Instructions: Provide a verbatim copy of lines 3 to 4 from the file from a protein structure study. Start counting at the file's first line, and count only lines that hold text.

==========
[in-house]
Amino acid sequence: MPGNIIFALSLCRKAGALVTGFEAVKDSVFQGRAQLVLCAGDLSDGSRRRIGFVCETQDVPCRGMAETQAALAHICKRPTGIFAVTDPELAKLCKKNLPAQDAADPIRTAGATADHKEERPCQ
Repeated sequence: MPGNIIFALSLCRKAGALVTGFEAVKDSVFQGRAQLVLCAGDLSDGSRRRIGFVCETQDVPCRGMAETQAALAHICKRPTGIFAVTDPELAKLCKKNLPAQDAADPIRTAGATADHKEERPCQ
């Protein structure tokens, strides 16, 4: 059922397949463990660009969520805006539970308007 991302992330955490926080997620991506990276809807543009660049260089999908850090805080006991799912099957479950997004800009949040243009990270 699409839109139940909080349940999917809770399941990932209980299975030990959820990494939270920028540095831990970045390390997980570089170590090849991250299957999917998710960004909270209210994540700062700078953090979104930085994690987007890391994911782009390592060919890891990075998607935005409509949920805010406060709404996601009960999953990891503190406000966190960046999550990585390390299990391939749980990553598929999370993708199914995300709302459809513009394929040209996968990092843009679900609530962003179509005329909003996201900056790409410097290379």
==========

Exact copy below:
Repeated sequence: MPGNIIFALSLCRKAGALVTGFEAVKDSVFQGRAQLVLCAGDLSDGSRRRIGFVCETQDVPCRGMAETQAALAHICKRPTGIFAVTDPELAKLCKKNLPAQDAADPIRTAGATADHKEERPCQ
């Protein structure tokens, strides 16, 4: 059922397949463990660009969520805006539970308007 991302992330955490926080997620991506990276809807543009660049260089999908850090805080006991799912099957479950997004800009949040243009990270 699409839109139940909080349940999917809770399941990932209980299975030990959820990494939270920028540095831990970045390390997980570089170590090849991250299957999917998710960004909270209210994540700062700078953090979104930085994690987007890391994911782009390592060919890891990075998607935005409509949920805010406060709404996601009960999953990891503190406000966190960046999550990585390390299990391939749980990553598929999370993708199914995300709302459809513009394929040209996968990092843009679900609530962003179509005329909003996201900056790409410097290379």